Hannah King · April 24, 2012
For Whitney Reed, walking up the steps of Main Hall at Southern Virginia University to receive her diploma on Saturday morning will mark the completion of her undergraduate education in only two years—during which time she wrote a 22-page senior paper on “The Colbert Report” and “The Daily Show,” and landed a summer internship on Capitol Hill.
In her senior paper, Reed utilized existing studies and arguments on “The Colbert Report” and “The Daily Show” and explained those arguments through political psychology. She showed how these two television shows affect their viewers, and ultimately, political attitudes in the United States.
“Professor John told me about this study about ‘The Daily Show’ and it just sparked my interest and from there I just did all the research,” said Reed. “I broke down how humor is processed in the brain so I could show how the T.V. shows affect us and then I also analyzed special techniques in their shows to explain how they affect political attitudes.”
In addition to presenting her senior paper to Southern Virginia students, faculty and staff last week, Reed also presented her paper at the Undergraduate Research Symposium at the Virginia Military Institute last Thursday.
“It was a really interesting senior paper,” said Jeremiah John, associate professor of politics at Southern Virginia, who advised Reed’s senior paper. “One thing that I love in senior paper students is when they dedicate themselves to learning how to write a scholarly paper in political science. She did a great job of trying hard to learn about all this research in political psychology and political science and how scholarly papers work, so her senior paper turned out really great.”
Reed came to Southern Virginia in 2010—already having completed a number of college credits through her high school’s concurrent enrollment program. Since then, she has taken at least 18 credits each semester. Now, at only 19 years old, Reed will graduate with a hard-earned bachelor’s degree in politics.
“Finishing college in two years is pretty amazing because you may be a really hard worker and have done a lot in high school, but it’s hard to reach the level of intellectual maturity and be ready to do all the things you’re supposed to do in college,” said John. “A lot of people at 19 are just figuring out what college is, and she’s already finishing.”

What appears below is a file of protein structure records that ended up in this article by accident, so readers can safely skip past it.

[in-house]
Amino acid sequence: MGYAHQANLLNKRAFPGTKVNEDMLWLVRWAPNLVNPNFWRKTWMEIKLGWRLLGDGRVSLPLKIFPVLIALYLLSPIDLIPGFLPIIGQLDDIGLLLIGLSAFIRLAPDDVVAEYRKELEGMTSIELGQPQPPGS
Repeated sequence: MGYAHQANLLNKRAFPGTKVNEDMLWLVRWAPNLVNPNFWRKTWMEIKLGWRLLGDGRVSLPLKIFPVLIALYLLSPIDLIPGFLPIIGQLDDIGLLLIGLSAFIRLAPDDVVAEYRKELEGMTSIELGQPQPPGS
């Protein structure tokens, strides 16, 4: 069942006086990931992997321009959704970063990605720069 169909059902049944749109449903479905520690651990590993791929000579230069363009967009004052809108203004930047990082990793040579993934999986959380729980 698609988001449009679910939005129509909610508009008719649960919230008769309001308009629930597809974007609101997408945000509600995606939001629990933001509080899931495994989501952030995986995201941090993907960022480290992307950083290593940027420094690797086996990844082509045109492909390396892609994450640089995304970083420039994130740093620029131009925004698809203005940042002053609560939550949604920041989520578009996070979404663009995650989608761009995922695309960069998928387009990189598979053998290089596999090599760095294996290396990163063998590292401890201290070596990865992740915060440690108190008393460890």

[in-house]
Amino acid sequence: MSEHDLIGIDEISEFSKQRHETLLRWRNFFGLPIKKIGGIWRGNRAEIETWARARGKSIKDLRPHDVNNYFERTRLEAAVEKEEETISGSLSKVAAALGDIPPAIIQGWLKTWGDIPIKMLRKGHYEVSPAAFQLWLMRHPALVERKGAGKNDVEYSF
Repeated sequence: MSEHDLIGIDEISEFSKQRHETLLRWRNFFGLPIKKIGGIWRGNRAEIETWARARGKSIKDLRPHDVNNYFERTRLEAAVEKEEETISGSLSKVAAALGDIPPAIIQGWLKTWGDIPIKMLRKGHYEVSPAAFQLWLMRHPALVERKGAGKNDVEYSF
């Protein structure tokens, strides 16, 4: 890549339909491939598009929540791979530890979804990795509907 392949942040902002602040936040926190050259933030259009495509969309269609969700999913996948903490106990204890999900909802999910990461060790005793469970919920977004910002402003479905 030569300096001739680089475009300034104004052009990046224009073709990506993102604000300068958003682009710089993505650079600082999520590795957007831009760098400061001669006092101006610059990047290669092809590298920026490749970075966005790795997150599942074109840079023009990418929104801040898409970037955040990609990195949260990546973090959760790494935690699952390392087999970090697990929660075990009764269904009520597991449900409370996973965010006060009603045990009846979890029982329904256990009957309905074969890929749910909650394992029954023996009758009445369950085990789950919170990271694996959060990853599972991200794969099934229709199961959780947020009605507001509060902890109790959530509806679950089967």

Reed said that her experience at Southern Virginia changed her decision about her future career path.
“Before I got to school here, I thought that I wanted to go to law school,” she said. ”But then I realized that I wanted to be a teacher. I just realized that the people who have been the most impactful in my life have been my teachers, and that was reemphasized here. I was in Professor Francis MacDonnell’s American civilization class my very first semester—he’s one of the personalities that made me realize I wanted to teach.”
Even though Reed, a Marriott Scholar, has had a rigorous academic schedule, she has still managed to serve as the secretary of the university’s chapter of the national history honor society Phi Alpha Theta and participate in panels to discuss politics with forum speakers, among other pursuits.
“She is a remarkable student,” said John. “Whitney has a whole lot of enthusiasm for the liberal arts. She’s not just serious about getting good grades, but she’s serious about the things we’re learning and she finds them interesting and always wants to know more about them.”
After she interns this summer in the office of Congressman Rob Bishop, who represents the first district in Utah, she plans to apply for Teach for America, an organization dedicated to expanding educational opportunity. Teach for America recruits thousands of top recent college graduates each year—who then spend two years teaching in a low-income community.
Her long-term plans also include pursuing a master’s degree in education—she plans to apply to schools including Harvard University, Boston College and the University of Utah.
Beyond the ways that her experience at Southern Virginia has influenced her educationally, Reed said that she has appreciated the Latter-day Saint environment on campus.
“I have really enjoyed the LDS aspect of the campus,” she said. “I feel that the school has given me a practical application of the gospel and taught me how to incorporate the gospel within my educational views and how to use that in the future. It’s honestly prepared me as a leader-servant no matter what career I go into.”